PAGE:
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11 November 2013 video “The Protestant Reformation” part 1 ‘The Politics of Belief’ written and presented by Tristan Hunt

This traces the impact on the church with the formation of Protestantism and (via Henry VIII) on politics and the formation of the UK Labour Party and more latterly, the divisive politics of the USA. The most critical concept identified by Luther was the ‘priesthood of all believers’, ie that we are free to determine our own beliefs by studying the bible and other writings.  This had a consequence not only within the church hierarchy itself but also with secular society in that it encouraged  challenge to all hierarchies and authorities.  This resulted in the formation of Protestant church from the Roman Catholic as lead by the authority figure of the Pope, the beheading of Charles the First (for religious not political reasons) and may yet undermine US right wing political conservatives.

Luther and his supporters exploited the use for the new technology of the printing press to communicate their view about how one might save one’s soul (through faith alone).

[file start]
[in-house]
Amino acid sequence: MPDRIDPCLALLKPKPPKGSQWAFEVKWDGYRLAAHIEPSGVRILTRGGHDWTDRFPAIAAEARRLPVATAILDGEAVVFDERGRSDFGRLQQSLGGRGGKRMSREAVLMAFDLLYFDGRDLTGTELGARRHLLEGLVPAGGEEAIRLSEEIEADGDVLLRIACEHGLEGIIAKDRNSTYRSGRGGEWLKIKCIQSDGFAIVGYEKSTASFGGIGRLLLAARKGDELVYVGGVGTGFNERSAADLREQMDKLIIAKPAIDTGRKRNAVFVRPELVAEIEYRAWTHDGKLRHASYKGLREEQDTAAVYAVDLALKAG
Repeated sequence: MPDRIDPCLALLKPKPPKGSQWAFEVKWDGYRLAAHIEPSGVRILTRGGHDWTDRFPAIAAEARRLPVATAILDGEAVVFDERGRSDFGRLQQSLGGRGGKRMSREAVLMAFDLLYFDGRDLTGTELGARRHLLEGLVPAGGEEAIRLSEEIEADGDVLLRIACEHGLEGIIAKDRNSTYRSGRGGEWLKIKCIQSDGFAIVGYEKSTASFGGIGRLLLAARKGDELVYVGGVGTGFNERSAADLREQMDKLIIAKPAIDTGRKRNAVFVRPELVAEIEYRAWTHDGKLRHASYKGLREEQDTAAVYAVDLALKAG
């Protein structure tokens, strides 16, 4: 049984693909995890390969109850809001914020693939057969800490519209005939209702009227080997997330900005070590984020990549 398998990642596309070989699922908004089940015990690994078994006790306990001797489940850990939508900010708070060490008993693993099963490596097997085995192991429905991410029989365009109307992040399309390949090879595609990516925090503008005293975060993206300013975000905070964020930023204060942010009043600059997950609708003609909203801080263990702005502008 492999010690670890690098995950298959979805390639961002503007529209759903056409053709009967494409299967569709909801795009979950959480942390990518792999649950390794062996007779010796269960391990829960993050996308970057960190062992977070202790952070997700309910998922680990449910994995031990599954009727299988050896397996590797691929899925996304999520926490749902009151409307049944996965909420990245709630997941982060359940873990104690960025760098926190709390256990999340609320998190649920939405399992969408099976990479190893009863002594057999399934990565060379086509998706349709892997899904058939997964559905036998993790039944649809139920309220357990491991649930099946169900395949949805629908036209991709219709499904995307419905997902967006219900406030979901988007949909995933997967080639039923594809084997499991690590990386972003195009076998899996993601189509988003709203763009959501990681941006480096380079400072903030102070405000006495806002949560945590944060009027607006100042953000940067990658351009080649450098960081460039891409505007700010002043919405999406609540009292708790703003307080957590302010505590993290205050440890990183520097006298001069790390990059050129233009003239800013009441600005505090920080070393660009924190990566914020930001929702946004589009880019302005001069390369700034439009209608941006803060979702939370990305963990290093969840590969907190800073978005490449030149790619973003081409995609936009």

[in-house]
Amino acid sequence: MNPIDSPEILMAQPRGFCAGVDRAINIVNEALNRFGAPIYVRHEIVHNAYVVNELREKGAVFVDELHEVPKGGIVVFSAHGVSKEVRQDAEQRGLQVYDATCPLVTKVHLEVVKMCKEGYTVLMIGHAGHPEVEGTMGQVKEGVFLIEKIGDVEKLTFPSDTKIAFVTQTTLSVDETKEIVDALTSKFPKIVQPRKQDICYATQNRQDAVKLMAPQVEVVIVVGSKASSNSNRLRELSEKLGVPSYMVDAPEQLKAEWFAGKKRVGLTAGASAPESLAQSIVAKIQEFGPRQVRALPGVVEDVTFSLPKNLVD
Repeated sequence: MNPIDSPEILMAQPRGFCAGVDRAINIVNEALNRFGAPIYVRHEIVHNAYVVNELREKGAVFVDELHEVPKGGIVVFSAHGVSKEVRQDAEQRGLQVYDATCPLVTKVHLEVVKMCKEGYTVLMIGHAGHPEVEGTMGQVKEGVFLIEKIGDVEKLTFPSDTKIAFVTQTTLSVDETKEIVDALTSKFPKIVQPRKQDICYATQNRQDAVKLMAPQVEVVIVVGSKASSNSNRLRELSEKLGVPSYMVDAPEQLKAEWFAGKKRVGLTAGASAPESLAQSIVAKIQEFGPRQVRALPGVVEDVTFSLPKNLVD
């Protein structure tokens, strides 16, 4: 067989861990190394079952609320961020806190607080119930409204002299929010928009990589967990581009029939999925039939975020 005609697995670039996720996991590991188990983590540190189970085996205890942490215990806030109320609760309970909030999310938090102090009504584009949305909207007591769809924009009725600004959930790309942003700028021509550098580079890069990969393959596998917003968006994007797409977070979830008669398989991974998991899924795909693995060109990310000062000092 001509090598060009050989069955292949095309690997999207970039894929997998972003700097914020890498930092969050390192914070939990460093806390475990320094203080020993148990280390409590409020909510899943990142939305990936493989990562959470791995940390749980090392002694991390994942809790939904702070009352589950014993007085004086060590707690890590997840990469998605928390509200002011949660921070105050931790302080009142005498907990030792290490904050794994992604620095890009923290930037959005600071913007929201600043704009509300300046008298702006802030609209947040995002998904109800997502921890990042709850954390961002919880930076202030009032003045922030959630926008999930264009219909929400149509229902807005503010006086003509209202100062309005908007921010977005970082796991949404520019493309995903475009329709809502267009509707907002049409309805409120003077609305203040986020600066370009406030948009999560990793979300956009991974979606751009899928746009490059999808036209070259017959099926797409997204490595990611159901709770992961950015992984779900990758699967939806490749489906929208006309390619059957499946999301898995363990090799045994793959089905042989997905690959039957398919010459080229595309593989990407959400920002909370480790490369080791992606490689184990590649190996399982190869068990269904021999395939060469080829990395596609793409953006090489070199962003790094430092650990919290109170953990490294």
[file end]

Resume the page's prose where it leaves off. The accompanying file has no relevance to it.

Luther’s 95 precepts were not in themselves, particularly radical but came at a critical time so they acted as a trigger.  Dissatisfaction with the church was high, sale of indulgencies made many uneasy with the promise of ‘salvation’ unaffordable, the Bible was not available to the common person and was only read ‘unintelligibly to most’ in Latin, Greek or Hebrew which preserved the power structure of the church and priests to interpret. Luther’s revelation of the ‘priesthood of all believers’ and his consequence translation of the Bible into everyday German not only broke the priests grip on power but unleashed a pent-up grab for power by Princelings anxious to replace the church’s influence.  This was not what Luther expected or wanted; he was looking to ‘reform’ the (Catholic) church not replace it nor to turn society upside down in the process.  [There is a modern parallel in the publication of A.T. Robinson’s Honest To God in 1963, and Prof L Geering’s  subsequent articles in NZ, which also acted as a trigger with wide and unexpected consequences.]  Change and the need for reformation is on-going.